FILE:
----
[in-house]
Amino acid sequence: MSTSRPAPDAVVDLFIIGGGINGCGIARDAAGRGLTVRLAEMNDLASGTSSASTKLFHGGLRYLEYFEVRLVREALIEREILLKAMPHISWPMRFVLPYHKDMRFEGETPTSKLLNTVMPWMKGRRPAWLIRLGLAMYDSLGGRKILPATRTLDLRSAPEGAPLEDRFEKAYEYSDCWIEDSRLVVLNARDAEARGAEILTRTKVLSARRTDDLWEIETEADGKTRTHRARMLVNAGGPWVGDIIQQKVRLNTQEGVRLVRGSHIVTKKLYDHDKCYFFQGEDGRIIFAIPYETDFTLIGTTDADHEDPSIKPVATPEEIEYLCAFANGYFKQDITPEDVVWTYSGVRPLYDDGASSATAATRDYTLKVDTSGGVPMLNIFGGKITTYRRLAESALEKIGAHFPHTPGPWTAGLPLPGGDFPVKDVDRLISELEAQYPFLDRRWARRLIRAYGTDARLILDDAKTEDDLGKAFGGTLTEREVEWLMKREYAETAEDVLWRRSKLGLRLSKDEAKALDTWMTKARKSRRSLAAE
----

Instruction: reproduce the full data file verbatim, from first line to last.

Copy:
[in-house]
Amino acid sequence: MSTSRPAPDAVVDLFIIGGGINGCGIARDAAGRGLTVRLAEMNDLASGTSSASTKLFHGGLRYLEYFEVRLVREALIEREILLKAMPHISWPMRFVLPYHKDMRFEGETPTSKLLNTVMPWMKGRRPAWLIRLGLAMYDSLGGRKILPATRTLDLRSAPEGAPLEDRFEKAYEYSDCWIEDSRLVVLNARDAEARGAEILTRTKVLSARRTDDLWEIETEADGKTRTHRARMLVNAGGPWVGDIIQQKVRLNTQEGVRLVRGSHIVTKKLYDHDKCYFFQGEDGRIIFAIPYETDFTLIGTTDADHEDPSIKPVATPEEIEYLCAFANGYFKQDITPEDVVWTYSGVRPLYDDGASSATAATRDYTLKVDTSGGVPMLNIFGGKITTYRRLAESALEKIGAHFPHTPGPWTAGLPLPGGDFPVKDVDRLISELEAQYPFLDRRWARRLIRAYGTDARLILDDAKTEDDLGKAFGGTLTEREVEWLMKREYAETAEDVLWRRSKLGLRLSKDEAKALDTWMTKARKSRRSLAAE